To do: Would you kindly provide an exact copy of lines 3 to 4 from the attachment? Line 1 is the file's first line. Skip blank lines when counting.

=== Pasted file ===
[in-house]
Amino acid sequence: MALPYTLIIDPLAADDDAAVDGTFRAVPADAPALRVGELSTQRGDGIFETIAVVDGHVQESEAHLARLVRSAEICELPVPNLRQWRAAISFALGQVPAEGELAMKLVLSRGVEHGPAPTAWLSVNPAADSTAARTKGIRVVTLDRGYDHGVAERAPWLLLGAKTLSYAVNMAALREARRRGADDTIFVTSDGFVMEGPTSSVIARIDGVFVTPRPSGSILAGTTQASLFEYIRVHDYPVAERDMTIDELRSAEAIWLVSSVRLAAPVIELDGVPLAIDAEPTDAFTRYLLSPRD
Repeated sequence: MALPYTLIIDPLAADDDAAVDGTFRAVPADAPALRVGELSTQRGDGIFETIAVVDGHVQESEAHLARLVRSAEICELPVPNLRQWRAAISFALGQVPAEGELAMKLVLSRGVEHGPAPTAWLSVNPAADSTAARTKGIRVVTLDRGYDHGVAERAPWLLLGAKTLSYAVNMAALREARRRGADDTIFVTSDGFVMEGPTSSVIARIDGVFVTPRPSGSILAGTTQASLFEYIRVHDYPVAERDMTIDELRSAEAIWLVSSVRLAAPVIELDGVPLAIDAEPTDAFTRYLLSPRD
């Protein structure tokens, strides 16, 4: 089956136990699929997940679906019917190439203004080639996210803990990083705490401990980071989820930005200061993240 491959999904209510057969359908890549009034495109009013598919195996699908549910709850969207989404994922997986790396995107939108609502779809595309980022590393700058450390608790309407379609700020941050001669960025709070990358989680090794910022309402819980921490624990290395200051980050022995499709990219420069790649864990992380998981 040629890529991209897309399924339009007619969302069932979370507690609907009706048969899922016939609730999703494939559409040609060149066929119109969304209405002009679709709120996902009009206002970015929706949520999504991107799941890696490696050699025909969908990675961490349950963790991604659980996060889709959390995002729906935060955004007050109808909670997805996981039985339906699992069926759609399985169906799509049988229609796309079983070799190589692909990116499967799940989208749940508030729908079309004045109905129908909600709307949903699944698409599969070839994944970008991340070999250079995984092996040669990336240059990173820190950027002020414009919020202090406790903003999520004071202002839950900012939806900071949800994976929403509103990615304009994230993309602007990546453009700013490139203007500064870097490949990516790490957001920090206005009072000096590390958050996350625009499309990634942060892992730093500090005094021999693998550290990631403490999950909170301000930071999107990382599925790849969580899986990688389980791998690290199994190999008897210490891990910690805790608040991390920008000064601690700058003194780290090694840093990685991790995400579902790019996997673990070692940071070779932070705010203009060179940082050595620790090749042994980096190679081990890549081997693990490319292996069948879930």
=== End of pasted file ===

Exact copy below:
Repeated sequence: MALPYTLIIDPLAADDDAAVDGTFRAVPADAPALRVGELSTQRGDGIFETIAVVDGHVQESEAHLARLVRSAEICELPVPNLRQWRAAISFALGQVPAEGELAMKLVLSRGVEHGPAPTAWLSVNPAADSTAARTKGIRVVTLDRGYDHGVAERAPWLLLGAKTLSYAVNMAALREARRRGADDTIFVTSDGFVMEGPTSSVIARIDGVFVTPRPSGSILAGTTQASLFEYIRVHDYPVAERDMTIDELRSAEAIWLVSSVRLAAPVIELDGVPLAIDAEPTDAFTRYLLSPRD
């Protein structure tokens, strides 16, 4: 089956136990699929997940679906019917190439203004080639996210803990990083705490401990980071989820930005200061993240 491959999904209510057969359908890549009034495109009013598919195996699908549910709850969207989404994922997986790396995107939108609502779809595309980022590393700058450390608790309407379609700020941050001669960025709070990358989680090794910022309402819980921490624990290395200051980050022995499709990219420069790649864990992380998981 040629890529991209897309399924339009007619969302069932979370507690609907009706048969899922016939609730999703494939559409040609060149066929119109969304209405002009679709709120996902009009206002970015929706949520999504991107799941890696490696050699025909969908990675961490349950963790991604659980996060889709959390995002729906935060955004007050109808909670997805996981039985339906699992069926759609399985169906799509049988229609796309079983070799190589692909990116499967799940989208749940508030729908079309004045109905129908909600709307949903699944698409599969070839994944970008991340070999250079995984092996040669990336240059990173820190950027002020414009919020202090406790903003999520004071202002839950900012939806900071949800994976929403509103990615304009994230993309602007990546453009700013490139203007500064870097490949990516790490957001920090206005009072000096590390958050996350625009499309990634942060892992730093500090005094021999693998550290990631403490999950909170301000930071999107990382599925790849969580899986990688389980791998690290199994190999008897210490891990910690805790608040991390920008000064601690700058003194780290090694840093990685991790995400579902790019996997673990070692940071070779932070705010203009060179940082050595620790090749042994980096190679081990890549081997693990490319292996069948879930």